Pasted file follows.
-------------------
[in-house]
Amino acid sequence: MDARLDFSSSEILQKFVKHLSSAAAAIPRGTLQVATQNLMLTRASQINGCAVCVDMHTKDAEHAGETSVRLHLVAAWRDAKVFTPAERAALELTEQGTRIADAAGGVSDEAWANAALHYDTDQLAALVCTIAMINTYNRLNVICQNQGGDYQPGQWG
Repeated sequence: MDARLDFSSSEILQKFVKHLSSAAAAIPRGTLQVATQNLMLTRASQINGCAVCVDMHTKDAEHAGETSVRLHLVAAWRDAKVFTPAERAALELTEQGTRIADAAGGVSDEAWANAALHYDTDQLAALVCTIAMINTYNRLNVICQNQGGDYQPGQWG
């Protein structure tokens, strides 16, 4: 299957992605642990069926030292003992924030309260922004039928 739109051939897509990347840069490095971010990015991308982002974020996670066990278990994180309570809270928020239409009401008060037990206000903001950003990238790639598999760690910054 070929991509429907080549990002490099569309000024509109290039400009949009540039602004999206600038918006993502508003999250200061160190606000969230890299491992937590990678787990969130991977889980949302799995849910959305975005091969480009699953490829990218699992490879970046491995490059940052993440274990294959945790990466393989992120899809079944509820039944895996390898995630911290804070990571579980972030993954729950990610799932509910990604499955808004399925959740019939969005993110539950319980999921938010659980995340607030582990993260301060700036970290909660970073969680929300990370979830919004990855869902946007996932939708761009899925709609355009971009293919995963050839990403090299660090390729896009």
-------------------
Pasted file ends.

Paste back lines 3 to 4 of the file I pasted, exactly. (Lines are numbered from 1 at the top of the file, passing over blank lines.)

Repeated sequence: MDARLDFSSSEILQKFVKHLSSAAAAIPRGTLQVATQNLMLTRASQINGCAVCVDMHTKDAEHAGETSVRLHLVAAWRDAKVFTPAERAALELTEQGTRIADAAGGVSDEAWANAALHYDTDQLAALVCTIAMINTYNRLNVICQNQGGDYQPGQWG
């Protein structure tokens, strides 16, 4: 299957992605642990069926030292003992924030309260922004039928 739109051939897509990347840069490095971010990015991308982002974020996670066990278990994180309570809270928020239409009401008060037990206000903001950003990238790639598999760690910054 070929991509429907080549990002490099569309000024509109290039400009949009540039602004999206600038918006993502508003999250200061160190606000969230890299491992937590990678787990969130991977889980949302799995849910959305975005091969480009699953490829990218699992490879970046491995490059940052993440274990294959945790990466393989992120899809079944509820039944895996390898995630911290804070990571579980972030993954729950990610799932509910990604499955808004399925959740019939969005993110539950319980999921938010659980995340607030582990993260301060700036970290909660970073969680929300990370979830919004990855869902946007996932939708761009899925709609355009971009293919995963050839990403090299660090390729896009």